Home »

Td place stadium

The meaning of «td place stadium»

TD Place Stadium (originally Lansdowne Park and formerly Frank Clair Stadium) is an outdoor stadium in Ottawa, Ontario, Canada. It is located at Lansdowne Park, on the southern edge of The Glebe neighbourhood, where Bank Street crosses the Rideau Canal. It is the home of the Ottawa Redblacks of the Canadian Football League (CFL), Atlético Ottawa of the Canadian Premier League (CPL), and the Ottawa Aces in League 1 of the Rugby Football League (RFL).

The playing field has existed since the 1870s, and the complete stadium since 1908. The stadium has been host to FIFA tournaments, Summer Olympic Games, and seven Grey Cups.

The playing field, part of the Ottawa Exposition Grounds, was first cleared in the 1870s. It was used for equestrian events, lacrosse and rugby football. The first permanent grandstand was built on the north side of the playing field in 1908. It was demolished in 1967 to build a new set of stands with an integrated ice hockey arena underneath, then known as the Ottawa Civic Centre.

A small grandstand was built in the 1920s on the south-side of the field, and it was replaced in 1960. A second deck for the south-side was added during the 1970s. As of 2008, prior to lower south-side demolition, the overall stadium had a 30,927 capacity for football.

In 1984, the grass field which had been in place from 1908 to 1983 was replaced by Astroturf, which lasted though the 2000 season.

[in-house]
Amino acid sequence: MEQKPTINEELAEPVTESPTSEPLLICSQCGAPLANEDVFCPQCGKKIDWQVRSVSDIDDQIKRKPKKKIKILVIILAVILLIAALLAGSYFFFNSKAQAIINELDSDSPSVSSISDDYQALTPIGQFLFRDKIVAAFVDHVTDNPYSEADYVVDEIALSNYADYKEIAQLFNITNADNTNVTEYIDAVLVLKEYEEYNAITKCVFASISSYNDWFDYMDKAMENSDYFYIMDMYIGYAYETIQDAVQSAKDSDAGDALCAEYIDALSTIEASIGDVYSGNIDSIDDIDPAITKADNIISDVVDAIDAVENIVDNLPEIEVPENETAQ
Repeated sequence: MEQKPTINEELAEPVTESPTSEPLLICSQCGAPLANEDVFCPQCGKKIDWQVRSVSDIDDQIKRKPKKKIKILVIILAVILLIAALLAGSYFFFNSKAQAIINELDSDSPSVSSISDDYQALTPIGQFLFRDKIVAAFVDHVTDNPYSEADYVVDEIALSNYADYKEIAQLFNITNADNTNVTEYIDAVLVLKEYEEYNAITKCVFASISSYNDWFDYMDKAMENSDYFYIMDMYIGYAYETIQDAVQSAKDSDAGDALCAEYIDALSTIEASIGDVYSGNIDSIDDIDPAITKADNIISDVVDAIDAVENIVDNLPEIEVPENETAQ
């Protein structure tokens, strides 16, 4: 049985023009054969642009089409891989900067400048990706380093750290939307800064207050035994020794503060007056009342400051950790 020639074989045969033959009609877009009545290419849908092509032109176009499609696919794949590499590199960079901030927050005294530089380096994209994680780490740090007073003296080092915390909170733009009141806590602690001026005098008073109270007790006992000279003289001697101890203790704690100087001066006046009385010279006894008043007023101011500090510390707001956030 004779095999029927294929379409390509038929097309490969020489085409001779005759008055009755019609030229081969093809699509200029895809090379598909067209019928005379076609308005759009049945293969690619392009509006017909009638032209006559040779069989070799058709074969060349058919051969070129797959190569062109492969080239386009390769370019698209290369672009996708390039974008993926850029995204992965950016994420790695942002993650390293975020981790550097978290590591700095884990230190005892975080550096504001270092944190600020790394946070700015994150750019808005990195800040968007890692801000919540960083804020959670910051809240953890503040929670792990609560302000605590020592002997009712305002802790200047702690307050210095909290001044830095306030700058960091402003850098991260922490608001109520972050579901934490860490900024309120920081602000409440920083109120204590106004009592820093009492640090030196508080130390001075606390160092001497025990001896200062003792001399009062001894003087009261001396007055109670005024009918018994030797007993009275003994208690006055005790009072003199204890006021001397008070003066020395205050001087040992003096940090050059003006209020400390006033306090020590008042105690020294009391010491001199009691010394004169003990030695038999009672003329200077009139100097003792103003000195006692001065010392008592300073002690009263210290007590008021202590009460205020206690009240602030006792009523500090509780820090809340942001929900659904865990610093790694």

In the late 1990s, the stadium was threatened with demolition when then-city councillor (and current Ottawa mayor) Jim Watson led a drive by the municipal government to allow a private developer to reconfigure Lansdowne Park. The proposals submitted all called for residences to be built on the site of the football stadium. Massive public opposition and the realization that the end of the stadium would mean the end of hopes to return CFL football to the capital led the regional government to step in to end the scheme.

In 2001, one year before the Ottawa Renegades began play, the stadium was the first in the CFL to have a next-generation artificial playing surface (FieldTurf) installed.

For many years, the stadium was known as Lansdowne Park, after the fairgrounds in which it was located. It was renamed in 1993 to honour Frank Clair, coach and general manager for the Ottawa Rough Riders during the 1960s and 1970s.

In September 2007, the lower south side stands were closed because of cracks in the concrete structure. After the closure of the stands, then-Ottawa mayor Larry O'Brien was quoted at the time that this was an opportunity to do a review of the usage and the facilities of Lansdowne Park.[1] Subsequently, a process was started called "Design Lansdowne" to get public consultations on the Park and the stadium. After an engineering study of the north-side and south-side grandstands, the south-side stands were condemned. The lower section of the stands was demolished by controlled implosion on July 20, 2008 at 8:03 am.

© 2015-2021, Wikiwordbook.info
Copying information without reference to the source is prohibited!
contact us mobile version